There's not enough of it for one thing. As one of the pioneers in the field, Britain was among the first countries in the world to develop commercial nuclear power plants in the forties and fifties. Right up until the mid-80's, nuclear was seen as the way of the future for a UK that was powerful, independent and forward looking.
But by the time of the Chernobyl disaster, with environmental groups waging war on the industry and fossil fuel prices having stabilised after the 70's oil shortages, nuclear was starting to lose favour. Britain opened its last nuclear power station, Sizewell B, in 1994. But by then the appetite for nuclear power was all but dead. And New Labour was not too keen to give it the kiss of life.
Currently we have a handful of rapidly aging nuclear power stations generating less than a quarter of our electricity; all will be decommissioned within the next 20 years. Within 10 years our nuclear power generation capacity will have been halved. Over the time since we built Sizewell B, our North Sea oil reserves have all but dried up and our coal mining industry, thanks to the efforts of Thatcher, has vanished.
In contrast to the British story, nuclear energy now produces more than a third of the electricity in the European Union, its biggest single source of power.
Why did the British nuclear industry not grow to replace the fossil fuel depletion? Investment. Or rather, the abysmal, short-sighted lack of it.
With the privatisation of the Central Electricity Generating Board in the 90's came an effective end to state investment in the future of energy generation. Private energy companies found themselves with barrier-free markets, low oil, gas and coal costs and therefore no incentive to invest for the long term. Although nuclear fuel is cheap to produce, its capital cost is high. So without direct government tax investment for state-sponsored builds or generous subsidies for the private sector, nuclear was effectively abandoned.
It takes at least 5 years to commission a nuclear reactor. Governments operate with a political time horizon of, at best, 5 years. So while Gordon and Tony were raising a fortune in taxes over the last 11 years it would seem that (despite lip service being paid) they were never seriously contemplating the need to re-invest any of it in energy production.
It should not have come as a surprise that we are in an energy crisis now. The world has been at the mercy of OPEC for years, so a re-emergence of their money-grabbing antics can not have failed to have blipped on government radars. The Asian economies have been seeing double digit growth every year for the last two decades. Did nobody notice that as our industries vanished, as factories sprang up in India, Taiwan and China with impudent regularity, that these countries would come to dominate the demand for energy? When I was in manufacturing our two biggest costs were people and power. If your Chinese plant is cheap on labour you can spend more on energy...supply and demand guys, supply and demand.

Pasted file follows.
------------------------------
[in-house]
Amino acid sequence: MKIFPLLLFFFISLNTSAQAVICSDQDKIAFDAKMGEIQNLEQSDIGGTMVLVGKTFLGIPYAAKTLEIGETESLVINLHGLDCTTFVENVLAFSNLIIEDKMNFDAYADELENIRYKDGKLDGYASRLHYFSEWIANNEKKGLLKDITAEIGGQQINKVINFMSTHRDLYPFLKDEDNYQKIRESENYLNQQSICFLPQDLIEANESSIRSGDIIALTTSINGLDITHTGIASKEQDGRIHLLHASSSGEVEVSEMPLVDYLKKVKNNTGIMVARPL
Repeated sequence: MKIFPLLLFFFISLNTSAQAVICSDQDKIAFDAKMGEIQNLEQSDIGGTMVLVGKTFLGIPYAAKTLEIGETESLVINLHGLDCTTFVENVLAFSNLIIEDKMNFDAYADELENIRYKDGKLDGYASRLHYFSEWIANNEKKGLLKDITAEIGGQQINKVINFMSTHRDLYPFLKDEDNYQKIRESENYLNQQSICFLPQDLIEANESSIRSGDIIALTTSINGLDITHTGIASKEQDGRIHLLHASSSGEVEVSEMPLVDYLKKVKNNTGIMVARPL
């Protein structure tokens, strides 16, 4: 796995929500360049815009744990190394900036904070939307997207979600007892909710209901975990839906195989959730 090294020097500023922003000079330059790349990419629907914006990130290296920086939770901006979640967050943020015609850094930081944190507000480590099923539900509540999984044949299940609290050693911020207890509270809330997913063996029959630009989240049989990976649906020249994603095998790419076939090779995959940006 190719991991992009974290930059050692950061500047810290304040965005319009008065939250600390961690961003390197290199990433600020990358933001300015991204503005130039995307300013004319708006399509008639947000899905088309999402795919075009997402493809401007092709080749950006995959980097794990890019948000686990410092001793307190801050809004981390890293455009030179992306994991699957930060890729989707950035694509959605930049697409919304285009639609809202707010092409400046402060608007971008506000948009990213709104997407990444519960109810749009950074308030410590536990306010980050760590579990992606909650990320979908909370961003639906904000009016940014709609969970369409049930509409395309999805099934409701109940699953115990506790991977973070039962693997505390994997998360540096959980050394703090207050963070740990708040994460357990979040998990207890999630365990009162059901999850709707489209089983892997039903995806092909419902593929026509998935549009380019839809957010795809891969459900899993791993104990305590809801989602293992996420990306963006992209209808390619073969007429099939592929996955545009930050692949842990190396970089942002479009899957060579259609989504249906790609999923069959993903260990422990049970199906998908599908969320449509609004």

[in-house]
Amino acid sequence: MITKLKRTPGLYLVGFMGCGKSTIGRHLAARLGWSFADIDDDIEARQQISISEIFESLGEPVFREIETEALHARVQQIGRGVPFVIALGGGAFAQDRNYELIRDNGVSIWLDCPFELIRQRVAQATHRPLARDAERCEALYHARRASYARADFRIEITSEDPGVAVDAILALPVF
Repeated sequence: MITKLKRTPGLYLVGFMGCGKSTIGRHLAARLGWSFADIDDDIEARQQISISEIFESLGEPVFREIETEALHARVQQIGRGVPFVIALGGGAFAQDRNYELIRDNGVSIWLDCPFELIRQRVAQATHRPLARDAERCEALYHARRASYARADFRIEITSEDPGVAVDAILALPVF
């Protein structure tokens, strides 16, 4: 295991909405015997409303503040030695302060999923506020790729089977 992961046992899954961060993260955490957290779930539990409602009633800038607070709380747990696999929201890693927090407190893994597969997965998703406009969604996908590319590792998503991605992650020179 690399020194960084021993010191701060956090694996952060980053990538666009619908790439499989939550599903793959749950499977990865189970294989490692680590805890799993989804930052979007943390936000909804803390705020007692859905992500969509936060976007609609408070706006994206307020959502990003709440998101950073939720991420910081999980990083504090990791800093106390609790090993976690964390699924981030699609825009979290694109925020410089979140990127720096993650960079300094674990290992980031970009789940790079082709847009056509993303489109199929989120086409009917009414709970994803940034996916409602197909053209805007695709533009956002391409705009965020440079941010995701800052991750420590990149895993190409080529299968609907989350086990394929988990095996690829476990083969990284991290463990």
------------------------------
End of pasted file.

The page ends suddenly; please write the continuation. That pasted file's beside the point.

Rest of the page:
So we in the UK have been sleeping while the rest of the world moves on, and now we are paying the price. Nuclear is a long-term alternative and it should always have figured as a major part of our energy resource portfolio.
Yes, nuclear is not a godsend. It has its problems, and not everyone is so certain it's a good idea to build more reactors. There is a waste issue that has yet to be fully addressed. But you should not let your understanding of nuclear power generation from 20 years ago colour your judgement. Today's efficient reactors produce a fraction of the waste of their forebears. In fact we have probably already made most of the waste we ever will.
Detractors talk of leaving a legacy for our children, but what about the here and now? Consigning Britain to being a 4th-rate economy, dependent on the robbing sheiks of the Middle East or playing second fiddle to the Asian Tiger states is no gift to the next generation.
Naysayer Michael Meacher today queried the (lamentably late) surge of interest in nuclear power being driven by Gordon Brown, saying that having an abundance of nuclear-generated electricity would not help with the current oil crisis. Perhaps if electricity were cheaper than petrol we might all be driving battery-powered cars to work? Meacher is an anachronism. It's his kind of negativity that has helped get us into this sorry mess.
The Tories on the other hand, while broadly agreeing that nuclear is the way forward, have insisted that they would not spend government money on it. Wake up, please! The government should spend taxpayers' money for the benefit of guess who? The taxpayers! If the Conservatives can find a taxpayer not in need of affordable, sustainable power then I'll consume my headwear. (If the Tories are true to their word and can cut the benefits mountain from its current £340 billion per year, they can find plenty of money.)
Britain needs its independence. Not from Europe, but from Asia and the Middle East.
Of course nuclear is not the only solution, and all efforts should be made to kick-start our renewable power generation programmes. We've been pitiful at that too of course.
So nuclear is the strongest card we have. Yet even if we start now, with all the planning and legal wrangles to get through - let alone the design and building works - we'll be lucky to see any new reactors this side of 2020. At least a decade of energy impoverishment beckons.
So I say, go ahead Brown - start building nuclear plants. But why the hell didn't you start 11 years ago?